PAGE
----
A plan to build a passenger rail service connecting Miami and Orlando has fueled attacks in this year's race for governor.
The project has faced opposition from some residents on the Treasure Coast, who fear noise and other impacts. And as he campaigns for re-election, Gov. Rick Scott has faced heat for the role of his chief of staff, Adam Hollingsworth, who previously worked for All Aboard's parent company.
Amid media reports this summer about state money connected to the project, Scott and likely Democratic opponent Charlie Crist made conflicting statements about the project's financing.
"All Aboard Florida is a 100 percent private venture. There is no state money involved," Scott said in a TV interview on June 30.
Crist made the opposite charge in a July 10 fundraising email: "All Aboard Florida is receiving millions in Florida taxpayer dollars."
PolitiFact Florida's research shows this is a hard project to talk about in sound-bites. It is a private venture, but there is government investment in the infrastructure. Both statements fail to tell the full story about funding related to the project.
Let's start with some background.
All Aboard Florida is a $2.5 billion passenger rail line that will connect Miami, Fort Lauderdale and West Palm Beach in 2016, with hopes to extend to Orlando in 2017. Proposed by Florida East Coast Industries LLC, All Aboard will use private financing for a large portion of its costs and has applied for a $1.6 billion federal loan.
Scott has supported All Aboard Florida, even though he killed a high-speed rail project between Tampa and Orlando slated to get $2.4 billion in federal funds in 2011. The state's portion of high-speed rail was going to be $280 million. Scott's team has argued that the finances were vastly different, and that the risks to taxpayers on All Aboard Florida are much less.
Still, there is some state money that's connected to the All Aboard project. We examined three pots of money:
Quiet zones: In 2014, the Legislature agreed to provide $10 million for "quiet zones" related to horns at railroad crossings for any rail. Local government agencies can apply for the money to benefit communities — so All Aboard Florida can't get the money.
Tri-Rail: Tri-Rail is an existing government-run passenger rail service in South Florida overseen by the South Florida Regional Transportation Authority. All Aboard mentioned in bond documents the possibility of using $44 million in state money to connect their trains to Tri-Rail, according to the Naples Daily News. However that never materialized, and the Florida Department of Transportation officially shot down the idea amid all the publicity.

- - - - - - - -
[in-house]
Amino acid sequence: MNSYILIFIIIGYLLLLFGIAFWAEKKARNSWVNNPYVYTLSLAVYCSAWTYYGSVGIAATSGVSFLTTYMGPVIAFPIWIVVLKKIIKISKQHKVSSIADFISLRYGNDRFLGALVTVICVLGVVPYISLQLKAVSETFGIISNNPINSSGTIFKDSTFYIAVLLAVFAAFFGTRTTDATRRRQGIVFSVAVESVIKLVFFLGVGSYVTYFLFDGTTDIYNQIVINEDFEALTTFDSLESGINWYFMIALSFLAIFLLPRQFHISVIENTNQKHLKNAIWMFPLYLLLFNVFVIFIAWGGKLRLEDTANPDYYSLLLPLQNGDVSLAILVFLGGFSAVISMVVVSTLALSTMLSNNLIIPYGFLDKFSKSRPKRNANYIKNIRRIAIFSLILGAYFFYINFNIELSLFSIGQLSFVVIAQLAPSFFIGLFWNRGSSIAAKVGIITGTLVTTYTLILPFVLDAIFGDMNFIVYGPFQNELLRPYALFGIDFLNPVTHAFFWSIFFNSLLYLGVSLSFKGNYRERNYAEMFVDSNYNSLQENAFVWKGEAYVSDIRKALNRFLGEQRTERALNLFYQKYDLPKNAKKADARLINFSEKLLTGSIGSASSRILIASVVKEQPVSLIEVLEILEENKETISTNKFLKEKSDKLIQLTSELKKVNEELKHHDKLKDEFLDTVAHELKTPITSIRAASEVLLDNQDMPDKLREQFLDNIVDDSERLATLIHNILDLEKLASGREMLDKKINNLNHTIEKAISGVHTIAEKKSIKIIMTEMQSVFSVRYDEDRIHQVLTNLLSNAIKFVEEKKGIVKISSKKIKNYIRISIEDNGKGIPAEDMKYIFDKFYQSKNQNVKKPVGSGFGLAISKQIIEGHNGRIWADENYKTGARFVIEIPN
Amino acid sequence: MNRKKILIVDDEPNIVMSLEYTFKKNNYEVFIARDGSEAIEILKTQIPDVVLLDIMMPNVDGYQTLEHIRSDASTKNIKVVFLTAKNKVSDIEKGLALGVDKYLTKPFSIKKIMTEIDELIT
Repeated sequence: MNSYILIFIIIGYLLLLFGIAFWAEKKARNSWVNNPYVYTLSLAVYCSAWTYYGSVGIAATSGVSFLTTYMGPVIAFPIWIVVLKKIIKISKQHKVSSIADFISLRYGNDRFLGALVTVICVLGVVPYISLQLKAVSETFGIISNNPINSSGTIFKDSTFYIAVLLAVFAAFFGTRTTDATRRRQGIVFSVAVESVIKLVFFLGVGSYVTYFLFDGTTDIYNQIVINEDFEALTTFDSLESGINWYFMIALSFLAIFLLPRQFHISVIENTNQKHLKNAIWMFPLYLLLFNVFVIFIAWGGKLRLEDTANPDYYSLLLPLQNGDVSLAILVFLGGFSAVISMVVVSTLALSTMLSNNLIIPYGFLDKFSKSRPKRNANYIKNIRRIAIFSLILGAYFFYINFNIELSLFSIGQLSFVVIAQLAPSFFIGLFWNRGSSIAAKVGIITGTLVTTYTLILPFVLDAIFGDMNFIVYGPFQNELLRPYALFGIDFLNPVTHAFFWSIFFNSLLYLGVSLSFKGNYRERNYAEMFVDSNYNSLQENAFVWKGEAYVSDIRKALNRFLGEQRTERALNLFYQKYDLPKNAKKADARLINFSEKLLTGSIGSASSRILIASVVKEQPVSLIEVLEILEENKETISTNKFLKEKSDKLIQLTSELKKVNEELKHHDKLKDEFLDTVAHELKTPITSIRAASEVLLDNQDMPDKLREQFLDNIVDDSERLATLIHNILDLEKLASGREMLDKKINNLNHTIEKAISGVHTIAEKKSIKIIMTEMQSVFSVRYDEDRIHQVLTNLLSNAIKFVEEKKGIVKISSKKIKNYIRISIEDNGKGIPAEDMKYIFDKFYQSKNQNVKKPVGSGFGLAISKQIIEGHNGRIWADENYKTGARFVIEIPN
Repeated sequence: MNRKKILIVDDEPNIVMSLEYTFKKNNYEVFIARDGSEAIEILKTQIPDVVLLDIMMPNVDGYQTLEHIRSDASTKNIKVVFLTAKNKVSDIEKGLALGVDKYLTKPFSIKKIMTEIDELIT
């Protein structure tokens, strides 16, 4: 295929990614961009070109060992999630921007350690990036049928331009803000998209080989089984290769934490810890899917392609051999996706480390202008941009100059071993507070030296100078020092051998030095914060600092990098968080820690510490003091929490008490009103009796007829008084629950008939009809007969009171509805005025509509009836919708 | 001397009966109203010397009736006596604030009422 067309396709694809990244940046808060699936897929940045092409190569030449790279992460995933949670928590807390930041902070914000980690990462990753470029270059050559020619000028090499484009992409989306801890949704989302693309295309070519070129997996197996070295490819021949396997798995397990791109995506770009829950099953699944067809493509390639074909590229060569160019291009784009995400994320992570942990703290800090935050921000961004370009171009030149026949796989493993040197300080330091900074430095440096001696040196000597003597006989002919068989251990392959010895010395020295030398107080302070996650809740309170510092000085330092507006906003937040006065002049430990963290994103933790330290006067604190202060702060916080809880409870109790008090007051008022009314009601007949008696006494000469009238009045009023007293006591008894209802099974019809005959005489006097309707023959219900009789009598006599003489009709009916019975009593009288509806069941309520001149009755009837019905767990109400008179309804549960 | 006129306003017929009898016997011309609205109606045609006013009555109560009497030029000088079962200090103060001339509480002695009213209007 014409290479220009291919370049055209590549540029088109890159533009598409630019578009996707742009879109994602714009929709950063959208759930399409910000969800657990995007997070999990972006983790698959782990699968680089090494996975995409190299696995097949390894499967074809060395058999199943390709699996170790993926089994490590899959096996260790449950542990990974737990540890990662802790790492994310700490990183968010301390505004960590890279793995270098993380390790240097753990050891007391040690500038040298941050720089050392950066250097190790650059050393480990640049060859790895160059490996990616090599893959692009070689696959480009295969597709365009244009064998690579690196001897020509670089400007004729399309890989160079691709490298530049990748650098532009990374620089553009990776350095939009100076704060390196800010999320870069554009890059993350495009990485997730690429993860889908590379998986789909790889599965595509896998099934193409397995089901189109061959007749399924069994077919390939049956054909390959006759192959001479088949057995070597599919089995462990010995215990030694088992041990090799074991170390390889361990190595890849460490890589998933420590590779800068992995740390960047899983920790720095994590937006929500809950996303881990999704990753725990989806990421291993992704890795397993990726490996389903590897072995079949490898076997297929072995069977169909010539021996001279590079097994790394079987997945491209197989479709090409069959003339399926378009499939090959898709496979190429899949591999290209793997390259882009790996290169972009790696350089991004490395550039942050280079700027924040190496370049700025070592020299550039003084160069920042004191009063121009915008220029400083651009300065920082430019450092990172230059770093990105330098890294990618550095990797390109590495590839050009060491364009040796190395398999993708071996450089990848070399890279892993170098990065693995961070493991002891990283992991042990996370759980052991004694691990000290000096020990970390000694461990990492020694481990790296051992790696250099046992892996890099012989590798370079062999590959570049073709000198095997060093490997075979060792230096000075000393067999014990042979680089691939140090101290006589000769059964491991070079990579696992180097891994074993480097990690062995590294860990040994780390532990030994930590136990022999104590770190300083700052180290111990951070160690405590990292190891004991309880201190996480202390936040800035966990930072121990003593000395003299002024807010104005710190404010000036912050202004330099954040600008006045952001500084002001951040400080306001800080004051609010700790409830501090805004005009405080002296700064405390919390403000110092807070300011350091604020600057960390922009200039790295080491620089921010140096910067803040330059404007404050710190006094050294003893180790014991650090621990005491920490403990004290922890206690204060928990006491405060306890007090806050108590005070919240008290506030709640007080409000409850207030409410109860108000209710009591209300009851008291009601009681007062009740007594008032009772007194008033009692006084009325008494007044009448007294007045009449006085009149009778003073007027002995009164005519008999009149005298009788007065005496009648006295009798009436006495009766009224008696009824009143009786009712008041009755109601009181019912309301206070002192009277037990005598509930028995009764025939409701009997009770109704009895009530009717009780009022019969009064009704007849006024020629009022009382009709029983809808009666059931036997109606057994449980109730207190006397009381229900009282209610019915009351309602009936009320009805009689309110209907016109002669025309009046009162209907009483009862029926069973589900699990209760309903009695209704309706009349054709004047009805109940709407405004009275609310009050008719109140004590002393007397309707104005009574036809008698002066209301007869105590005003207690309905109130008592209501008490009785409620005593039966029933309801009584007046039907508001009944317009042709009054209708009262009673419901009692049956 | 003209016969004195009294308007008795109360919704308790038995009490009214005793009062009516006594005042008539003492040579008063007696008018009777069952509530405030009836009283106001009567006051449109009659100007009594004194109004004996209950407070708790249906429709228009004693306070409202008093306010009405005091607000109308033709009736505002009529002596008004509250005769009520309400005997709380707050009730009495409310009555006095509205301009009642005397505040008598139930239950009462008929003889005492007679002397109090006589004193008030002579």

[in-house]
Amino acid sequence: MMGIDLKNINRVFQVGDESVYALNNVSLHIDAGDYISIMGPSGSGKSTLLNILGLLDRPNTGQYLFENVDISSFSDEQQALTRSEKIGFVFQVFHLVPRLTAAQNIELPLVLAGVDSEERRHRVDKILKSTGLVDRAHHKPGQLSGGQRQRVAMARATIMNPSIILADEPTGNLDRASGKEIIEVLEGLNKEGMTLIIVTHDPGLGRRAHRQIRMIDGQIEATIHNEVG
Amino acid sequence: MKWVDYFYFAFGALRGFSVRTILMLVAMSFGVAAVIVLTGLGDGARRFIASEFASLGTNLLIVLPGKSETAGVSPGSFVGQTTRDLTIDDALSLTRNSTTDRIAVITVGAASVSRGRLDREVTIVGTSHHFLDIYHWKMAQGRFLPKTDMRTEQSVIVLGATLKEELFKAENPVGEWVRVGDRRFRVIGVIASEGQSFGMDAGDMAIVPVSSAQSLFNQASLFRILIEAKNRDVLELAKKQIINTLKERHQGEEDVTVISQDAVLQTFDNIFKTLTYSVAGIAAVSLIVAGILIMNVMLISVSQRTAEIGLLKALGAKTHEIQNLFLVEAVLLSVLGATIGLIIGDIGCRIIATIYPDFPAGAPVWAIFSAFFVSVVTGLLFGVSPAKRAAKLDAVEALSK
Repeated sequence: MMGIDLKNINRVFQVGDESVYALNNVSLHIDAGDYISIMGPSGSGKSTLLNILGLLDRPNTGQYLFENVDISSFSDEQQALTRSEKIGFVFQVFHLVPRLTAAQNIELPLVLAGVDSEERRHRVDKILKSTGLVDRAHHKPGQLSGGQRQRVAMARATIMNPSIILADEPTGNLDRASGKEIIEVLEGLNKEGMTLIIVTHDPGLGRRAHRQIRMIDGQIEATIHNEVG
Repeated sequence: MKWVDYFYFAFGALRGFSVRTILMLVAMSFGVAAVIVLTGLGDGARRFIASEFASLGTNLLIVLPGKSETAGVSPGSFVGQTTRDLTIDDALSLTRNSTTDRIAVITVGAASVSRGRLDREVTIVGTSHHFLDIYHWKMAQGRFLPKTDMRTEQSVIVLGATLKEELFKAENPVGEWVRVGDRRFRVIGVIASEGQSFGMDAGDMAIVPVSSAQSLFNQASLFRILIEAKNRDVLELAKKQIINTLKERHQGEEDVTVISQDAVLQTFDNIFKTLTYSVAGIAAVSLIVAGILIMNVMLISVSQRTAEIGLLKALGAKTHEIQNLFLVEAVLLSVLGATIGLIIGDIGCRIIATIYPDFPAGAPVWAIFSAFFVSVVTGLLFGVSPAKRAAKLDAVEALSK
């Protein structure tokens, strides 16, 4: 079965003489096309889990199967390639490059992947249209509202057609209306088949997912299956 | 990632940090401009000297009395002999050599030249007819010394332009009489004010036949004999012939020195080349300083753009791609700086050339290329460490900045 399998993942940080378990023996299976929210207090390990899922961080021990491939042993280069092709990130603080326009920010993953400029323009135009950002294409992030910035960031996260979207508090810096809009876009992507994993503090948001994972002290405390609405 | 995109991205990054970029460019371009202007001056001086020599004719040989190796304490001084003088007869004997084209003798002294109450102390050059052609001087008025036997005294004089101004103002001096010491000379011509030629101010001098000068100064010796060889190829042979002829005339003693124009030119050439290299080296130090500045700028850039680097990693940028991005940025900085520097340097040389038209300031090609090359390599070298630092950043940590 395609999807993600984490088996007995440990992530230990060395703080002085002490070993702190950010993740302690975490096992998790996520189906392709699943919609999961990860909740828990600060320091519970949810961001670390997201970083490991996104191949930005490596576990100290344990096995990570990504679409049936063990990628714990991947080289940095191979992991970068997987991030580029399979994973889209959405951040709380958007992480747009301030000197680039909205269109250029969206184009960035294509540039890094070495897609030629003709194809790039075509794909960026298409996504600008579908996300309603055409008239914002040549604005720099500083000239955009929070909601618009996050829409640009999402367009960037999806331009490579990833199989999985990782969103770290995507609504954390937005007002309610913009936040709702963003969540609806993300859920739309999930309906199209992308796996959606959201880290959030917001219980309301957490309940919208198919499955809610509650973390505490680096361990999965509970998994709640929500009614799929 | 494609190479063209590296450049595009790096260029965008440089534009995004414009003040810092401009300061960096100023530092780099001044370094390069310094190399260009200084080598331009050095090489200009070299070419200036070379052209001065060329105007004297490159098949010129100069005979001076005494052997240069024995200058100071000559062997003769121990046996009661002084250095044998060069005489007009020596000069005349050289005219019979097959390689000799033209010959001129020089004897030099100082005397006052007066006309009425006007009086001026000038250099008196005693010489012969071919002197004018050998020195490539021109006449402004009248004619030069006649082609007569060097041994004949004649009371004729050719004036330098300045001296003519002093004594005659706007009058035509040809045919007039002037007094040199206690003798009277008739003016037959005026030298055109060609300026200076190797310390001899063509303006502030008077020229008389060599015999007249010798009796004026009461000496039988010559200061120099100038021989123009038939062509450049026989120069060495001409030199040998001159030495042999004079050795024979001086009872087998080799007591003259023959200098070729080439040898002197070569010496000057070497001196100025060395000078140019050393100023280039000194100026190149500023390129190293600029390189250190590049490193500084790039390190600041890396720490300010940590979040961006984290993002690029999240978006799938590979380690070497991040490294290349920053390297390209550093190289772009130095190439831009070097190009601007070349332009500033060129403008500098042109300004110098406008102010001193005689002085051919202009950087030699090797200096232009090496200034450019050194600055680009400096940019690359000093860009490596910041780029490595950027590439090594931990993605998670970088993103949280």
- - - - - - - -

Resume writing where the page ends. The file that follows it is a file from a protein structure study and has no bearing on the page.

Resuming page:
The Orlando International Airport: This is the most concrete connection between All Aboard and state funding. The airport is building a complex to include the airport's people mover, parking and ground transportation. Connected to that project, the airport is also building an intermodal transportation facility — and that's the piece that will get about $214 million from a loan and grant from the state.
The intermodal facility will accommodate rail — including All Aboard Florida — and potentially two other future rail projects, Phil Brown, airport director, told PolitiFact Florida.
All Aboard Florida will pay the airport $2.8 million a year for a lease, which the airport will use to repay a portion of the state loan. In addition, All Aboard will pay the airport between $1 and $1.50 per passenger. All Aboard Florida estimates that combined the total will add up to about $4.5 million a year.
Crist and Scott have both failed to communicate the full story about the financing. When Crist said that All Aboard "is receiving millions in Florida taxpayer dollars," it sounds like the state is cutting a check to the project, which it's not. All Aboard will benefit from money spent on the Orlando airport, but All Aboard will pay for that benefit. We rated Crist's statement Half True.
Scott made two key omissions when he described All Aboard as a "100 percent private venture" and claimed there is no state money "involved." The project could get a $1.6 billion federal loan, and there is state money involved at the airport. We rated Scott's statement Mostly False.
Edited for print. Read the full fact-checks at PolitiFact.com/Florida.